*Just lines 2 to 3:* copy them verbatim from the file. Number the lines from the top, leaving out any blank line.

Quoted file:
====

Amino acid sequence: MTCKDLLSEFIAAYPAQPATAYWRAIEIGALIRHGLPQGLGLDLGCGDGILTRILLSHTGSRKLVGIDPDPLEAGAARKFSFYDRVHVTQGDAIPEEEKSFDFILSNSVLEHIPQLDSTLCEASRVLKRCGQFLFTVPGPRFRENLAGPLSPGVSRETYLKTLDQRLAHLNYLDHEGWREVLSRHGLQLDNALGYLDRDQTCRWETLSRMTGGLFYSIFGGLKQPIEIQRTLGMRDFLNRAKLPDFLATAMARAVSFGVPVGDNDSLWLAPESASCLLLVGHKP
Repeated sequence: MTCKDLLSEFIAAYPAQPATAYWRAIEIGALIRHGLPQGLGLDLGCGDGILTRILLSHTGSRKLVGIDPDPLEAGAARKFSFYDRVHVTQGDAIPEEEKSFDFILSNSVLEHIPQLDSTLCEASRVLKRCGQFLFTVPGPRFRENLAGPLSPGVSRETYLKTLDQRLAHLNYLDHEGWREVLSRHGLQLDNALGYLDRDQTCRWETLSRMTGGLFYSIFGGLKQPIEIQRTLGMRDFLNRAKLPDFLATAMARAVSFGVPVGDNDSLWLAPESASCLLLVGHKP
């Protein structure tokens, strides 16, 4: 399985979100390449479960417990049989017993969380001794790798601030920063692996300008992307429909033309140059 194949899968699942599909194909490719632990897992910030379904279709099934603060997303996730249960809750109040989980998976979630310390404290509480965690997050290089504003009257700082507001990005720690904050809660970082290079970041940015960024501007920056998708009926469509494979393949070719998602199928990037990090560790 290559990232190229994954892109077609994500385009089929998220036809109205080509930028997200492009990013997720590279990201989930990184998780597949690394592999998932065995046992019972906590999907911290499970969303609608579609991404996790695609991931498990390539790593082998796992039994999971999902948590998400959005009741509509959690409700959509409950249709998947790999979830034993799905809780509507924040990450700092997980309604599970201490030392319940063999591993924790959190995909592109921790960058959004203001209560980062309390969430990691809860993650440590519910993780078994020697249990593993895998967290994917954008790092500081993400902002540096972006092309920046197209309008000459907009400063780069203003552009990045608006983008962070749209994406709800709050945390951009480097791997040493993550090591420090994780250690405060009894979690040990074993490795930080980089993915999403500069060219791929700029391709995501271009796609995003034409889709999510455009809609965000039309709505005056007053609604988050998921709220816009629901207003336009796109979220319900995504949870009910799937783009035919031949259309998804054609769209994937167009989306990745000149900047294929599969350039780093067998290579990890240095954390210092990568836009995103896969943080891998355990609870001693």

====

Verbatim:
Repeated sequence: MTCKDLLSEFIAAYPAQPATAYWRAIEIGALIRHGLPQGLGLDLGCGDGILTRILLSHTGSRKLVGIDPDPLEAGAARKFSFYDRVHVTQGDAIPEEEKSFDFILSNSVLEHIPQLDSTLCEASRVLKRCGQFLFTVPGPRFRENLAGPLSPGVSRETYLKTLDQRLAHLNYLDHEGWREVLSRHGLQLDNALGYLDRDQTCRWETLSRMTGGLFYSIFGGLKQPIEIQRTLGMRDFLNRAKLPDFLATAMARAVSFGVPVGDNDSLWLAPESASCLLLVGHKP
């Protein structure tokens, strides 16, 4: 399985979100390449479960417990049989017993969380001794790798601030920063692996300008992307429909033309140059 194949899968699942599909194909490719632990897992910030379904279709099934603060997303996730249960809750109040989980998976979630310390404290509480965690997050290089504003009257700082507001990005720690904050809660970082290079970041940015960024501007920056998708009926469509494979393949070719998602199928990037990090560790 290559990232190229994954892109077609994500385009089929998220036809109205080509930028997200492009990013997720590279990201989930990184998780597949690394592999998932065995046992019972906590999907911290499970969303609608579609991404996790695609991931498990390539790593082998796992039994999971999902948590998400959005009741509509959690409700959509409950249709998947790999979830034993799905809780509507924040990450700092997980309604599970201490030392319940063999591993924790959190995909592109921790960058959004203001209560980062309390969430990691809860993650440590519910993780078994020697249990593993895998967290994917954008790092500081993400902002540096972006092309920046197209309008000459907009400063780069203003552009990045608006983008962070749209994406709800709050945390951009480097791997040493993550090591420090994780250690405060009894979690040990074993490795930080980089993915999403500069060219791929700029391709995501271009796609995003034409889709999510455009809609965000039309709505005056007053609604988050998921709220816009629901207003336009796109979220319900995504949870009910799937783009035919031949259309998804054609769209994937167009989306990745000149900047294929599969350039780093067998290579990890240095954390210092990568836009995103896969943080891998355990609870001693």